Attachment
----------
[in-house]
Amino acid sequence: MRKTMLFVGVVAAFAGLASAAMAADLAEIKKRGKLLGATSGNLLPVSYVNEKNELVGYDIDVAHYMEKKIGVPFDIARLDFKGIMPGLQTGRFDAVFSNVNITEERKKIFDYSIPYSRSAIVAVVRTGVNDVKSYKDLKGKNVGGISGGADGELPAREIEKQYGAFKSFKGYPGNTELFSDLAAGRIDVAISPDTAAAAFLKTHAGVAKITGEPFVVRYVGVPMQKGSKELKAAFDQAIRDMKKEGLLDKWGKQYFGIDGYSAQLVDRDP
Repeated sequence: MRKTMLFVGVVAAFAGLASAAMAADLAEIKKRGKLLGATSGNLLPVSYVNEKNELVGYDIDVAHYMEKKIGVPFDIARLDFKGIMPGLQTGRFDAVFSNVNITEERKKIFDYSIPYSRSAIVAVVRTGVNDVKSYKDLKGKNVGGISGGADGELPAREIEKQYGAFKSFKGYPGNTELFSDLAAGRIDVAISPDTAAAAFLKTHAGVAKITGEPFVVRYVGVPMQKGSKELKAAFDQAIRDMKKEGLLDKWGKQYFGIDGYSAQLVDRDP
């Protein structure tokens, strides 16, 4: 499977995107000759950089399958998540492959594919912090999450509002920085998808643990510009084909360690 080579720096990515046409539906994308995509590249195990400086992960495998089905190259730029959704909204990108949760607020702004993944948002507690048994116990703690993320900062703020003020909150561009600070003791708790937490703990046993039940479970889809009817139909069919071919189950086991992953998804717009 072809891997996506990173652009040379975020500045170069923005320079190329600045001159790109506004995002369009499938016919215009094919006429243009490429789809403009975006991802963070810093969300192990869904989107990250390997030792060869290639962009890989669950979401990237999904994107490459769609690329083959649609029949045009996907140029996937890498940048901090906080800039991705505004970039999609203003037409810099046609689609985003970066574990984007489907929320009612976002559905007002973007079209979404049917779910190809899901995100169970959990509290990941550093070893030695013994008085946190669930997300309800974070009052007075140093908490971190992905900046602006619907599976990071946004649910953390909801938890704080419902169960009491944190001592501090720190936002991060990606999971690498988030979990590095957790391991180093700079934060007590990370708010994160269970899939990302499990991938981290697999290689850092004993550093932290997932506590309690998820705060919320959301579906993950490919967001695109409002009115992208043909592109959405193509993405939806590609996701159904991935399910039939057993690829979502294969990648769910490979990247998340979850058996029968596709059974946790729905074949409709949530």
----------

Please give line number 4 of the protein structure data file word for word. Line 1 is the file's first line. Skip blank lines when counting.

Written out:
């Protein structure tokens, strides 16, 4: 499977995107000759950089399958998540492959594919912090999450509002920085998808643990510009084909360690 080579720096990515046409539906994308995509590249195990400086992960495998089905190259730029959704909204990108949760607020702004993944948002507690048994116990703690993320900062703020003020909150561009600070003791708790937490703990046993039940479970889809009817139909069919071919189950086991992953998804717009 072809891997996506990173652009040379975020500045170069923005320079190329600045001159790109506004995002369009499938016919215009094919006429243009490429789809403009975006991802963070810093969300192990869904989107990250390997030792060869290639962009890989669950979401990237999904994107490459769609690329083959649609029949045009996907140029996937890498940048901090906080800039991705505004970039999609203003037409810099046609689609985003970066574990984007489907929320009612976002559905007002973007079209979404049917779910190809899901995100169970959990509290990941550093070893030695013994008085946190669930997300309800974070009052007075140093908490971190992905900046602006619907599976990071946004649910953390909801938890704080419902169960009491944190001592501090720190936002991060990606999971690498988030979990590095957790391991180093700079934060007590990370708010994160269970899939990302499990991938981290697999290689850092004993550093932290997932506590309690998820705060919320959301579906993950490919967001695109409002009115992208043909592109959405193509993405939806590609996701159904991935399910039939057993690829979502294969990648769910490979990247998340979850058996029968596709059974946790729905074949409709949530």